Wednesday, 12 June 2013

AAC Regionals Recap

Well first off I AM EXHAUSTED!!! It's Wednesday and I still feel like a zombie.  The long days, crazy weather and stress of the competition has taken it's toll on me.  I have spent the majority of the last few days in bed. Good thing I have nothing planned this coming weekend. It will be a weekend of relaxation.

So now onto the standings.  I couldn't be more pleased with my two shelties.  Strider gave me an exceptional weekend.  He ran all six rounds in regionals clean and 3/4 clean in the warm up trial.  Strider had a "senior" moment in the steeplechase run on Friday, running past the chute. If I had of just thought enough to bring him back, that round would have been clean too.  Guess I also had a "senior" moment!
   It's amazing how consistent the little guy is.  He is that "comfortable pair of old shoes".  We know each other and we know what to expect.  I can walk into the ring with him and just focus on having fun.  We have nothing to prove and we have reached all our goals together.  Now each run is about having fun and enjoying the time together. 
   Strider accumulated 685.97 points, qualified for nationals and placed 2nd overall in the 10" vets class. 

Spryte also had a great weekend.  The highlight for me was our jumpers run in the Friday warm up trial.  It was tough!  Back sides, threadles, serps.  Everyone was complaining about how hard it was and how this didn't bode well for the courses to come in the actual regional event.  I kept telling myself that we can do it!  We've run equally hard courses at home and we were ready for the challenge.  And sure enough Spryte gave me her best run of the weekend.  We ran it clean and with 6.17 yards per second.  We were one of the only teams to have Q'd that run.  I felt connected with her and my timing was bang on.  It was one of those rare moments in agility where you feel like one with your dog.  It's a great feeling and one I won't forget soon.

Spryte ended up running three runs clean in the regional event.  She had an amazing gamble run were she racked up 71 opening points, completing both mini's twice and the main gamble.  It was another highlight to the weekend.  Spryte ended up with 525.36 points, qualified for Nationals and took 3rd place overall in the 16" specials class.

The most important thing after a big event is to reflect on what went right and what we can improve on.  The 2 weeks before regionals I purchased the book "With Winning in Mind". A book on the psychology of winning.  The biggest message in the book being to picture a great performance, and not allow negative thoughts to creep into your mind.  I spent several minutes before each run getting into my "Zen" state.  I focused on calm breathing, a great run and enjoying my dogs.  It also talks about having a ritual statement before starting that promotes the positive thinking and doesn't give you a chance to think negatively.  So as I approached my start line I would think to myself "I love my dog, I love agility and I am ready". I have to say I have never felt so calm and in control at a big event.   It helped me focus and stay in the game.  I highly recommend the book and plan on implementing the steps in the future.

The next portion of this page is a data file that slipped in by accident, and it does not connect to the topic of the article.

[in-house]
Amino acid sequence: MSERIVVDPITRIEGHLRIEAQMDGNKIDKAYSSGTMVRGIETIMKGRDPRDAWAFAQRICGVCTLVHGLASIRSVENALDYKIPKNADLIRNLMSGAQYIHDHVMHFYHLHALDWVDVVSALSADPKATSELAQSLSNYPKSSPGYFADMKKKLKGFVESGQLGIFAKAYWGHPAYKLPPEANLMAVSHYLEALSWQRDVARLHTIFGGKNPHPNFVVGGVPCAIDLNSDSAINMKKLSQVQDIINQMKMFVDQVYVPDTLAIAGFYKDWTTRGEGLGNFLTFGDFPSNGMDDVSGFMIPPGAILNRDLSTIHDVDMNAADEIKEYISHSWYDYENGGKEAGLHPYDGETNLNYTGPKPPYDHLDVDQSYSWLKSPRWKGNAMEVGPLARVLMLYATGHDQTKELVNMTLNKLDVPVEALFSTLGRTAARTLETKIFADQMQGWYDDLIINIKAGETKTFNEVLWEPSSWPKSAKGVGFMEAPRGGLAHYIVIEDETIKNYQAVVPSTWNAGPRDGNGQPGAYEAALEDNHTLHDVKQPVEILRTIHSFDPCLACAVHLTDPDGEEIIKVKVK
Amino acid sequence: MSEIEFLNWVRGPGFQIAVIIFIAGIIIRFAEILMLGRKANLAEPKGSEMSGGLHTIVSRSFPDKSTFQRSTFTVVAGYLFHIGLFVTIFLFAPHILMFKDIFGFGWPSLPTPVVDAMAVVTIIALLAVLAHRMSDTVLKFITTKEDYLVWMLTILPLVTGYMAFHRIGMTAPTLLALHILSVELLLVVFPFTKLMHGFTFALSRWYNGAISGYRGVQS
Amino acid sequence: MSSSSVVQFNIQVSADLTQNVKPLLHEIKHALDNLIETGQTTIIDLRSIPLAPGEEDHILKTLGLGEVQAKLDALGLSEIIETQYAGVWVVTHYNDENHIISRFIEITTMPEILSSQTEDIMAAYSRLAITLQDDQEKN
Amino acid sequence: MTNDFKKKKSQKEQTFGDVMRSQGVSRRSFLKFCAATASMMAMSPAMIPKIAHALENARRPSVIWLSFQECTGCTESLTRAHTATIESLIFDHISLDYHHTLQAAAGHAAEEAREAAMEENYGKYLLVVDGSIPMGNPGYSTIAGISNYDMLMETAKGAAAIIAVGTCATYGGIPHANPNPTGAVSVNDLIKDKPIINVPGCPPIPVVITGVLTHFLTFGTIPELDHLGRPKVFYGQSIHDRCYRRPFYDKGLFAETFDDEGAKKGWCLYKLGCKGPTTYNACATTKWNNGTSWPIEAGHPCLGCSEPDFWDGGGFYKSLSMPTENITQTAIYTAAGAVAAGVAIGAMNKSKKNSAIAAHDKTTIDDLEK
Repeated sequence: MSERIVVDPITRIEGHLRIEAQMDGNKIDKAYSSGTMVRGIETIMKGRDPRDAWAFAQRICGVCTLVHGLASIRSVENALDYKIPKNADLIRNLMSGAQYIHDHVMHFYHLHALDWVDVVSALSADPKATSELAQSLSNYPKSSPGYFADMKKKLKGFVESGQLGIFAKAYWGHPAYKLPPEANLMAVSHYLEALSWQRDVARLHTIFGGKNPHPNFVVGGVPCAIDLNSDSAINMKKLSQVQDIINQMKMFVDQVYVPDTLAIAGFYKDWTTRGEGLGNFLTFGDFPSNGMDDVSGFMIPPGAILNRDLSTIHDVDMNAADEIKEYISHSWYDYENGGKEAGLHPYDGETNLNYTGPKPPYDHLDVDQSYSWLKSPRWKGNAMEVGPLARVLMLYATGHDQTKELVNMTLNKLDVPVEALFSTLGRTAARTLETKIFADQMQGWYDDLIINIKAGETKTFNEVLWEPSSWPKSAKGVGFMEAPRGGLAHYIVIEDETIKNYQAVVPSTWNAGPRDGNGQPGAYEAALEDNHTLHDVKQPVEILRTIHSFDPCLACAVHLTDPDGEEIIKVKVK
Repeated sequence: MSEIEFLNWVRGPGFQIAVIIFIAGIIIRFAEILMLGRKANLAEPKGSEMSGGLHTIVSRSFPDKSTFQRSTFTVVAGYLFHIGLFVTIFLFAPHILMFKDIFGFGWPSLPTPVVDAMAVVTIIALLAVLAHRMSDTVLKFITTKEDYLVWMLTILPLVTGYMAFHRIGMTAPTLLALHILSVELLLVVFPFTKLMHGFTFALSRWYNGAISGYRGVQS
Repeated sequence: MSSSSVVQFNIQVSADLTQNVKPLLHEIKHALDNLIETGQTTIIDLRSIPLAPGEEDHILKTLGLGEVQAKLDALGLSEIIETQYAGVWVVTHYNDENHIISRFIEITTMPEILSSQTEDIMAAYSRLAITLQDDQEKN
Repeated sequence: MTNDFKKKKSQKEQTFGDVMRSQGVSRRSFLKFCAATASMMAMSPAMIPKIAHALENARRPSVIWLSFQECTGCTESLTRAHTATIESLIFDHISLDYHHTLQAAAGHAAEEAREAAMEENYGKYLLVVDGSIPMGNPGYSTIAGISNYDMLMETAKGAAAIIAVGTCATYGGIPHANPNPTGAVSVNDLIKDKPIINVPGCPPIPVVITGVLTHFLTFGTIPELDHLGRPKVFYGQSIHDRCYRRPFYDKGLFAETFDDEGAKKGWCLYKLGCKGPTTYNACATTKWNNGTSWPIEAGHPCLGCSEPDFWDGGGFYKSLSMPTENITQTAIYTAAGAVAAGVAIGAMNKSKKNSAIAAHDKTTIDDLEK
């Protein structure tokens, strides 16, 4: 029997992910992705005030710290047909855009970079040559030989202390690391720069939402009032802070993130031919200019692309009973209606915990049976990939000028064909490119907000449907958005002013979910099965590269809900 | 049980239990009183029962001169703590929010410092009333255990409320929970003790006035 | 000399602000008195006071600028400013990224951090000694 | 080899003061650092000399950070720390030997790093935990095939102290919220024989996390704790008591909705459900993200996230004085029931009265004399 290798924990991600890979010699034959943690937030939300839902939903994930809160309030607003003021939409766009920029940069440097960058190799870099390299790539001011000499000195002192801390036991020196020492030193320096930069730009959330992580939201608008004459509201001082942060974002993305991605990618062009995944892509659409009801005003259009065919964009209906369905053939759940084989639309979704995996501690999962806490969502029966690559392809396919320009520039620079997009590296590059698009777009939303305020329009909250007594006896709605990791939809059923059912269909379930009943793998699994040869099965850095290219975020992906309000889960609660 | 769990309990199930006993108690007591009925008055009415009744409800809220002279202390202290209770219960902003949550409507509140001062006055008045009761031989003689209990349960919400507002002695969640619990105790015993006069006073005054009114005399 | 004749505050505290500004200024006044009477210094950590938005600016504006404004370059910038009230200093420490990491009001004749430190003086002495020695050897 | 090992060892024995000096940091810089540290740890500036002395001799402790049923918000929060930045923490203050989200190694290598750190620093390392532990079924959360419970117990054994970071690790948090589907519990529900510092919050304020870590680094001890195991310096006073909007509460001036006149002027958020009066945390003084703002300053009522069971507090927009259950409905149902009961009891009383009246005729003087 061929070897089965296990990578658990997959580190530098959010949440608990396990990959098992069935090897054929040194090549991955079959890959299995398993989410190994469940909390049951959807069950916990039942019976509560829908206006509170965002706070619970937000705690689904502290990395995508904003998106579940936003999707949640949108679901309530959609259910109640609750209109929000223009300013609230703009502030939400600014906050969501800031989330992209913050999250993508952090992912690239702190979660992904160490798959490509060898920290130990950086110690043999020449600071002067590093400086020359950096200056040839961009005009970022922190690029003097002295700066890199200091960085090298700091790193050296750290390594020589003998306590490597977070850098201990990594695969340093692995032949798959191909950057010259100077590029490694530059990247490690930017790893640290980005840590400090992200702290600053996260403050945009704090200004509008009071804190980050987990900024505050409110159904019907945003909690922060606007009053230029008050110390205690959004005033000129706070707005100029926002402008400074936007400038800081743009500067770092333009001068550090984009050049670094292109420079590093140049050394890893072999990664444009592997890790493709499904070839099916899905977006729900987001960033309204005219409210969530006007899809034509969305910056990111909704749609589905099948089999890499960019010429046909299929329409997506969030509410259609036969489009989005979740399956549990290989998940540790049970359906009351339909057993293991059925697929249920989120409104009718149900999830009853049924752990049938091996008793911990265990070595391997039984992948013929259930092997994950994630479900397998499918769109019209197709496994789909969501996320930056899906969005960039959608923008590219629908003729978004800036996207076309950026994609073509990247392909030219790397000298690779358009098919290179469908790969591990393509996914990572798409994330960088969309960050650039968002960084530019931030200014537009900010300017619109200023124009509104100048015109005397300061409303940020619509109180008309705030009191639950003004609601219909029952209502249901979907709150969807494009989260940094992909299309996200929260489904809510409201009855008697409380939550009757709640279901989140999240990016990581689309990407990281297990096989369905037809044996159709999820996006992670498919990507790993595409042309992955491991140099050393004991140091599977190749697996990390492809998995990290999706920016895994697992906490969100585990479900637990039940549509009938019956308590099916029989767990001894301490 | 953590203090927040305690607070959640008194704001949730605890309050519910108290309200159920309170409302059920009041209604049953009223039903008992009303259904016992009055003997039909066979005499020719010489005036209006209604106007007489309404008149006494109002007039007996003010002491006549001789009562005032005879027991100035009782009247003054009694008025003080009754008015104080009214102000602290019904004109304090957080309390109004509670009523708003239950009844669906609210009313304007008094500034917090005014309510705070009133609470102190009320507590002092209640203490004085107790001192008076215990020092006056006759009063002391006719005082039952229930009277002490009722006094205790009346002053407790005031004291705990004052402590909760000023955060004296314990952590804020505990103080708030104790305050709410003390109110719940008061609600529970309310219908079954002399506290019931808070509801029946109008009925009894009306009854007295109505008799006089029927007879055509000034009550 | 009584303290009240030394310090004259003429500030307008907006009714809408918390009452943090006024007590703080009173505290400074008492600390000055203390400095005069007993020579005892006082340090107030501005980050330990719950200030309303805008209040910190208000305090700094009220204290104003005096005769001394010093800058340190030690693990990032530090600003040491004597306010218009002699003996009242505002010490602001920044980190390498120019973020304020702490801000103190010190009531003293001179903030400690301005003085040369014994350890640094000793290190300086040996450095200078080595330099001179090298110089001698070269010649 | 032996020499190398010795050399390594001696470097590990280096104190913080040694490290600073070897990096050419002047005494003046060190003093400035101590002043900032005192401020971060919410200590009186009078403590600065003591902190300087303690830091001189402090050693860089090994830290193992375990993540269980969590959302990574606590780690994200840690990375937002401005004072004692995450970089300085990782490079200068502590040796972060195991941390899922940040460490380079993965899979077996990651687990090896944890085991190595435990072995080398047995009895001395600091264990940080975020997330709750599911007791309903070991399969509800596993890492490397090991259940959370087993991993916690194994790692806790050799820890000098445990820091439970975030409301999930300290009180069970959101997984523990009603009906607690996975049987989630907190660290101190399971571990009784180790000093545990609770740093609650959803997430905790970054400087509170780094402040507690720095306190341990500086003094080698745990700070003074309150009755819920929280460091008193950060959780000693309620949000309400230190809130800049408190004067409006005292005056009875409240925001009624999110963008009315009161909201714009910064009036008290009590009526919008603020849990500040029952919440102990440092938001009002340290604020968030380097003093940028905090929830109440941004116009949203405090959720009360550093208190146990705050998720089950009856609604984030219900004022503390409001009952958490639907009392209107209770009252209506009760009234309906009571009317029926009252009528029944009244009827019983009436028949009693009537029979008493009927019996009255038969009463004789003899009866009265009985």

The other thing I took away from the event was to "handle each obstacle!"  Something stated again in this months Clean Run magazine.  In one of the standard runs with Spryte I took for granted a tire after a tunnel, assuming she would take it. I was focused two obstacles down the line were there was a bit of  a discrimination.  The lack of handling cost me a clean run.  She blasted out of the tunnel right past the tire, earning us a refusal fault.  If I had of been handling each obstacle I would have called out the tire and she probably would have taken it.

I have started Justine Davenports foundation program for her handling system in agility.  One of the things she does is name every obstacle on course.  Right up until this weekend I thought it was a bit funny.  I come from the training that you only talk to your dog when you need to get it's attention. Yelling out each obstacle sounded very basic and beginner like.  So I admit I have not adopted this part of the handling system.  I did not see the point in the behaviour.

Well let me tell you I get it now!!! If you call out each obstacle it means you are HANDLING each obstacle. It's really hard to brush past or ignore an obstacle if you have to cue your dog to take it.  It forces the handler to stay in the game and stay focused through the whole course. Right down to the last obstacle.  A lesson well learnt and now I will make more of an effort to adopt this new practise in my training.

As a side note, the social side of regionals was a blast.  I enjoyed chatting with people I haven't seen in a while.  Sitting around our portable campfire at night with friends talking and laughing about everything dog and some non doggie topics too. I also really enjoyed watching my students compete in the events.  Many of them it was their first regional event.  They all made me proud and stayed positive even when things didn't go as planned.  They handled like pros and their dogs were having a great time.  You all did a wonderful job this past weekend!

Here are some runs from the weekend: